According to Mark Skinner, an analyst at Roubini Global Economics,
there’s a very good reason why men manspread on public transit — and it
actually has less to do with men being rude, and more to do with the ratios of the average male body. According to Skinner, “manspreading appears to be an adaptive strategy that men employ due to innate morphological characteristics.”
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The ethics around algorithms is a topic that lives only partly in a technical realm, of course. A data scientist doesn’t have to be an expert on the social impact of algorithms; instead, she should see herself as a facilitator of ethical conversations and a translator of the resulting ethical decisions into formal code. In other words, she wouldn’t make all the ethical choices herself, but rather raise the questions with a larger and hopefully receptive group.
Because it’s Friday: The mysterious rotating woman
Here’s another wonderful illusion. In the animated GIF below, you may see the woman rotating to the right, to the left, or bouncing from the left to the right. Personally, unless I concentrate on something other than her face, I see her bouncing from left to right and back again.
This is a great example of the self-correcting nature of the scientific process. Science is done by humans, and humans make mistakes, but scientists are also skeptics, and want to make sure conclusions are accurate.
In this case, the researchers missed a step in their data processing to align genomic datasets from different sources. This kind of mistake is not surprising as the sheer volume of available genetic data continues to grow, coming from a multitude of different sources.
The error was uncovered when a second research team was surprised to hear that 6-7% of African DNA came from Europe and requested a copy of the data used by the first team. They ran similar comparisons on the various datasets, and found no significant correlation.
The original team was quick to agree they made an error, which is exactly how science is supposed to work. If nothing else, this incident highlights the incredible complexity of bioinformatic research, and the huge need for data scientists to share their data and processes so findings can be independently replicated.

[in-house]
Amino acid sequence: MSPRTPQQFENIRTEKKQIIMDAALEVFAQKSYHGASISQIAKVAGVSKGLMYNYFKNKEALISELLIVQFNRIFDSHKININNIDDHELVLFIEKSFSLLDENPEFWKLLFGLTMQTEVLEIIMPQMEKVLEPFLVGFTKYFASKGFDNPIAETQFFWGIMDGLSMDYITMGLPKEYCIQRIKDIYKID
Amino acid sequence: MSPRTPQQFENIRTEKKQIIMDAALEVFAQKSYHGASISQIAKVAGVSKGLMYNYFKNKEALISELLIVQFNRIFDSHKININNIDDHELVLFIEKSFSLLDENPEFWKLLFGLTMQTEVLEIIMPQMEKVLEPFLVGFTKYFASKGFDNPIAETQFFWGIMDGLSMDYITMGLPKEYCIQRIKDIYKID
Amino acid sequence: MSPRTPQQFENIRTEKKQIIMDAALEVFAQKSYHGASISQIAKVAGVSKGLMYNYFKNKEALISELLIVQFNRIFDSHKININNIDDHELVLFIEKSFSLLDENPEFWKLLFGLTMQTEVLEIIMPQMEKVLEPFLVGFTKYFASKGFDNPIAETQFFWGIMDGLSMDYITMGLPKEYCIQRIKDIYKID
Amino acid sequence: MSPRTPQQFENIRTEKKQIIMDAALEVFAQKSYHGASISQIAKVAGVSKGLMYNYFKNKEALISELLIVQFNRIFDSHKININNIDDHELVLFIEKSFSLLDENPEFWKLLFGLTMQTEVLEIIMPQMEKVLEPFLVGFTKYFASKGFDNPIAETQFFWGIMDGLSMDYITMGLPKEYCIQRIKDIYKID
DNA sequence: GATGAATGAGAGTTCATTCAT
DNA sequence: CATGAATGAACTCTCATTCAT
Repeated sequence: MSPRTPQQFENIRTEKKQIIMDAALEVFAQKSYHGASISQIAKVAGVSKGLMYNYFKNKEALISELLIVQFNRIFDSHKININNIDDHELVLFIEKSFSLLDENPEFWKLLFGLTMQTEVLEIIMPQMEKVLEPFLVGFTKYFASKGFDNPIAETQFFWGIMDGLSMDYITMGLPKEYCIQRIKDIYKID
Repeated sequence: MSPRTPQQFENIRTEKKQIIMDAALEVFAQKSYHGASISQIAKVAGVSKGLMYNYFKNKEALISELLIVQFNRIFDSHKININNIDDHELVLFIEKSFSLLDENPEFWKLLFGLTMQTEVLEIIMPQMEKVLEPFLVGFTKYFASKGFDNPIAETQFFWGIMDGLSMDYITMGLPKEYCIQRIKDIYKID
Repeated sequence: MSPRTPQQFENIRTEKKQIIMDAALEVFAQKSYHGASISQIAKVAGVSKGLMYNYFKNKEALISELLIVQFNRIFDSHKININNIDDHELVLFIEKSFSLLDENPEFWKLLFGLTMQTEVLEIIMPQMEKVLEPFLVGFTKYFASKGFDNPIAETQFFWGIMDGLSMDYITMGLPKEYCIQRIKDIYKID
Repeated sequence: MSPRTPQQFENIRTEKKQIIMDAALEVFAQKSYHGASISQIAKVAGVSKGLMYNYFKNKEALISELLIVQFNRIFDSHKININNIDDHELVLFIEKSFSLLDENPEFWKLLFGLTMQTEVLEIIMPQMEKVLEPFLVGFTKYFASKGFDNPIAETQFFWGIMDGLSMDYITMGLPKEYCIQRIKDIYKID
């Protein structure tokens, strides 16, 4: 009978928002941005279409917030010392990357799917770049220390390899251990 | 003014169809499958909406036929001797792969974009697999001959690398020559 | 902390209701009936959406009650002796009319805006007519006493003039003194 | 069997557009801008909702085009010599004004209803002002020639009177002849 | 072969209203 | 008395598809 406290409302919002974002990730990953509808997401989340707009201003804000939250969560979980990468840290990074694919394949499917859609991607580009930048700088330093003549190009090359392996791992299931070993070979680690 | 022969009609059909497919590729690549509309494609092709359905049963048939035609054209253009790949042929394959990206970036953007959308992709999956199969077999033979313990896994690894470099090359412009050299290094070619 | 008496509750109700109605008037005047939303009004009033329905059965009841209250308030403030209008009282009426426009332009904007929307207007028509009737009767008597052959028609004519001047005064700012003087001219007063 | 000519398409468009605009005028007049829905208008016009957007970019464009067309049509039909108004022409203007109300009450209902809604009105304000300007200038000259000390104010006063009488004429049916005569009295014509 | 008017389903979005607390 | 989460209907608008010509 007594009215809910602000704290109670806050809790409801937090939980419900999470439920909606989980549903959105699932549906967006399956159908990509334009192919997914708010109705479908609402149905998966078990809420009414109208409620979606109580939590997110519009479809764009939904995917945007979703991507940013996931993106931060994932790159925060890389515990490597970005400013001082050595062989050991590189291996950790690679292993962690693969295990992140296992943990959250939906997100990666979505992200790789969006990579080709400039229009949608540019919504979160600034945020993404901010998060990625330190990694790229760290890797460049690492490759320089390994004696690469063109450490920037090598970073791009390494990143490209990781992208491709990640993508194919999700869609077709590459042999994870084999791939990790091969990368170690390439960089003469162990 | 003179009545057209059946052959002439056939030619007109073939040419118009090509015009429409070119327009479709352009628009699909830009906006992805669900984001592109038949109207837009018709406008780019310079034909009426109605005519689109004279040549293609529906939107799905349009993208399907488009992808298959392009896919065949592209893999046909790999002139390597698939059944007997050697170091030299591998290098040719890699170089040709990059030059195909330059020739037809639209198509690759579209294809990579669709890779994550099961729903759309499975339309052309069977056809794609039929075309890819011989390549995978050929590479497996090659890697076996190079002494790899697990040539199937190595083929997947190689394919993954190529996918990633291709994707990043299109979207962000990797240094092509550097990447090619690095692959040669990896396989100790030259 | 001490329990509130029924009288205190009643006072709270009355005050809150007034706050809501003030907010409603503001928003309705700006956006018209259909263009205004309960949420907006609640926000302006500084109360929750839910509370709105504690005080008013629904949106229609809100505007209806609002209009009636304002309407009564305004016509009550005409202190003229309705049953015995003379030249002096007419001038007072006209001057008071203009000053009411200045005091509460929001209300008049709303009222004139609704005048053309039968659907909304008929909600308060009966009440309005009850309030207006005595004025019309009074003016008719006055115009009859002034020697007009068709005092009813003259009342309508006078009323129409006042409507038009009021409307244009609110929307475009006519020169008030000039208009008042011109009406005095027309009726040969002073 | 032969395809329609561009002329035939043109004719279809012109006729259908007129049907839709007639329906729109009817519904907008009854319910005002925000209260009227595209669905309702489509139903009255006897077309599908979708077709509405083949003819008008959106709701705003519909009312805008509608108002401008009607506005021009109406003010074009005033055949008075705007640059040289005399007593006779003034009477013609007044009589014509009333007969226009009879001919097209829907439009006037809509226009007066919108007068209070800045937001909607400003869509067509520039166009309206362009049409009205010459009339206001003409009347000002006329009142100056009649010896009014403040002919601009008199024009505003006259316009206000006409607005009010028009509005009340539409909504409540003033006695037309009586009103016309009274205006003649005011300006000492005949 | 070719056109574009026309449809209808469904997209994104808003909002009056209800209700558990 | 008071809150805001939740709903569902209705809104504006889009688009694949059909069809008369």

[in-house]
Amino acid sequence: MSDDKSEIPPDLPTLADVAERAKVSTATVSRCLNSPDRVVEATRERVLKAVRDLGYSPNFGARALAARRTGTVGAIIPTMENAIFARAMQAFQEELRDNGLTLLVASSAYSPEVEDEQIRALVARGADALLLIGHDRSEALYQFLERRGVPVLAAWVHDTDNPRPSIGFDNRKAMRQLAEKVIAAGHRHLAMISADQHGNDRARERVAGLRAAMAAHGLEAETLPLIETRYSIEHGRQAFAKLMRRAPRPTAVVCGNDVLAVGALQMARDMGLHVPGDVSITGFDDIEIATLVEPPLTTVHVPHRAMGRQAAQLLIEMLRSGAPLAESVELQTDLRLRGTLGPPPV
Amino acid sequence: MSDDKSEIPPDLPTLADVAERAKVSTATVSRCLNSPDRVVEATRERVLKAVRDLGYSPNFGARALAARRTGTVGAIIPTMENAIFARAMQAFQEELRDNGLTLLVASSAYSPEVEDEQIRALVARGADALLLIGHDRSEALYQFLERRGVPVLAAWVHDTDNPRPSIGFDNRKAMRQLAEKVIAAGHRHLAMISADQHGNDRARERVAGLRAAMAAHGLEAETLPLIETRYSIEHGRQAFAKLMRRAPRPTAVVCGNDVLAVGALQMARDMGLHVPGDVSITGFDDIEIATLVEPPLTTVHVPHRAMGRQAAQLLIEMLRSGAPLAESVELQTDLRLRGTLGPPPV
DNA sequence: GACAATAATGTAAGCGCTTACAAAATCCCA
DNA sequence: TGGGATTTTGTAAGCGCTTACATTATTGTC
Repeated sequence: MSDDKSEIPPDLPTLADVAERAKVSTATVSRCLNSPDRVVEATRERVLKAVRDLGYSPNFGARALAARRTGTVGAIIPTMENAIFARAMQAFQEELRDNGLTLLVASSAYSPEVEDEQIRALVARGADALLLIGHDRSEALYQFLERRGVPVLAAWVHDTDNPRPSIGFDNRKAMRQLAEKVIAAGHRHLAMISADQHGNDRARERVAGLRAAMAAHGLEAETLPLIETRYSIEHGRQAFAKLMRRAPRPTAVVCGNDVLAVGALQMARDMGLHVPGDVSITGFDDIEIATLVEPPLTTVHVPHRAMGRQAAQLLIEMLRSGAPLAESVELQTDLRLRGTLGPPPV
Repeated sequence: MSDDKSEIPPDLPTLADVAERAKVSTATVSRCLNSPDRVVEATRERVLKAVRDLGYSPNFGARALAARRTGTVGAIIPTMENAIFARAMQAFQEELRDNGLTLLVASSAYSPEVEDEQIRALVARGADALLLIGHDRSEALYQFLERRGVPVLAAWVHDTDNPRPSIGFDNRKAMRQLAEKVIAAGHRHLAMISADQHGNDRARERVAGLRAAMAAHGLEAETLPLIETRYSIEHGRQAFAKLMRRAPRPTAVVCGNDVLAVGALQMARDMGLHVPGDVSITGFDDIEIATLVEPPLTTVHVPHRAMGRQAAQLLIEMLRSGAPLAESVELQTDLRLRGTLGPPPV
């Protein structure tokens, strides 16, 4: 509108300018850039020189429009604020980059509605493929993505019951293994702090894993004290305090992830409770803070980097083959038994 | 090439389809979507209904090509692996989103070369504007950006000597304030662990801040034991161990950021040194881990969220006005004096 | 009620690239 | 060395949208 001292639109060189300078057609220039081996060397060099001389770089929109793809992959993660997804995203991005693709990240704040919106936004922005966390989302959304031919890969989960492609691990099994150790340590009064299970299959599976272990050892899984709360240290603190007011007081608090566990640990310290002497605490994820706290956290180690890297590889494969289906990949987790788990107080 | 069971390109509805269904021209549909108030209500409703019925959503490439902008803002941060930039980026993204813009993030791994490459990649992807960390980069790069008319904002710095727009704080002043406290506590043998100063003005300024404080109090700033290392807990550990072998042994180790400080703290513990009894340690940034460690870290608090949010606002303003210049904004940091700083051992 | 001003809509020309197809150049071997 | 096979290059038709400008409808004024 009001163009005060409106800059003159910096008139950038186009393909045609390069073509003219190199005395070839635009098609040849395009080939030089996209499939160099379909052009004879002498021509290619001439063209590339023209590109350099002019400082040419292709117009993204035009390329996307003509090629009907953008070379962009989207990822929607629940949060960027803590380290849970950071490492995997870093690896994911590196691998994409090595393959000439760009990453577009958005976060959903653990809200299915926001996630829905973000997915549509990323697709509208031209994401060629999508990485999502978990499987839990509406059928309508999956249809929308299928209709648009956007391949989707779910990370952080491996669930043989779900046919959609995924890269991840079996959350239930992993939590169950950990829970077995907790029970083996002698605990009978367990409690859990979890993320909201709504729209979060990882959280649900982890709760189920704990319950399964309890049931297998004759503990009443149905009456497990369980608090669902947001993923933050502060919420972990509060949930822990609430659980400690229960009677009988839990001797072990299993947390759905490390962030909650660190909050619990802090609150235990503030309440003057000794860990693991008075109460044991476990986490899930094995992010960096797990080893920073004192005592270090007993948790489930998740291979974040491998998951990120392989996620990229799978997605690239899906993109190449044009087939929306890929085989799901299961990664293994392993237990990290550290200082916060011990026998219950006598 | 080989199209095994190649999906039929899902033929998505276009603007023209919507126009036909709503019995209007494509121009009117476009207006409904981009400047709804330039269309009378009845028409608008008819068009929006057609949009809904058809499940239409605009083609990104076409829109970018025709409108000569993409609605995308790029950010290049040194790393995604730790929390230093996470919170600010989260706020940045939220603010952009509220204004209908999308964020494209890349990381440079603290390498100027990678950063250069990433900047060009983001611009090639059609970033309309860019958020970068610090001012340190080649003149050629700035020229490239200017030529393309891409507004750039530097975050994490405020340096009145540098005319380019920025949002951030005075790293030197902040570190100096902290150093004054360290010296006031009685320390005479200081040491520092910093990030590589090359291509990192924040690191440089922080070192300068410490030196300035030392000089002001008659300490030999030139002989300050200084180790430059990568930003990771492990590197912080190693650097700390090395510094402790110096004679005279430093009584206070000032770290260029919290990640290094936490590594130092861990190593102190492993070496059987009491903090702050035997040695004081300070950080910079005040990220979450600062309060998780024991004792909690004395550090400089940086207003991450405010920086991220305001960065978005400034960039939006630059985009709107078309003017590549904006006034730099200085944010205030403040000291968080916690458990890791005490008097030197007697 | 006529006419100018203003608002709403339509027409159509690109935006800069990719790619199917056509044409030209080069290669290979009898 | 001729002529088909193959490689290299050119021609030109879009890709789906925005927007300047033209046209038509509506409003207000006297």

The practice of data science requires skills that fall into three general areas: business acumen, computer technology/programming and statistics/math. Depending on whom you ask, the specific set of top skills varies. Dave Holtz describes the data science skills you need to get a job as a data scientist (8 Skills You Need to Be a Data Scientist). Ferris Jumah, examining LinkedIn profiles with the title “Data Scientists,” identified 10 skills (The Data Science Skills Network). BurtchWorks offers their list of skills that are critical to success in data science (9 Must-Have Skills You Need to Become a Data Scientist). RJMetrics, using LinkedIn data, identified the top 20 data science skill (The State of Data Science). For these lists, top skills reflected the frequency with which data professionals list these skills on their social media profile or simply reflect what the author thinks is a good set of skills.
Now this is an awesome visualization. Ever since my economics of race class last semester, I’ve been very interested in the intersection of economics and relationships. I’m quite curious to the kinda patterns that exist in this data. It seems from a cursory glance that our stereotypes about socioeconomics, gender and relationships are somewhat valid.
“To statisticians, the DSI [Data Science Initiative] phenomenon can seem puzzling. Statisticians see administrators touting, as new, activities that statisticians have already been pursuing daily, for their entire careers; and which were considered standard already when those statisticians were back in graduate school.”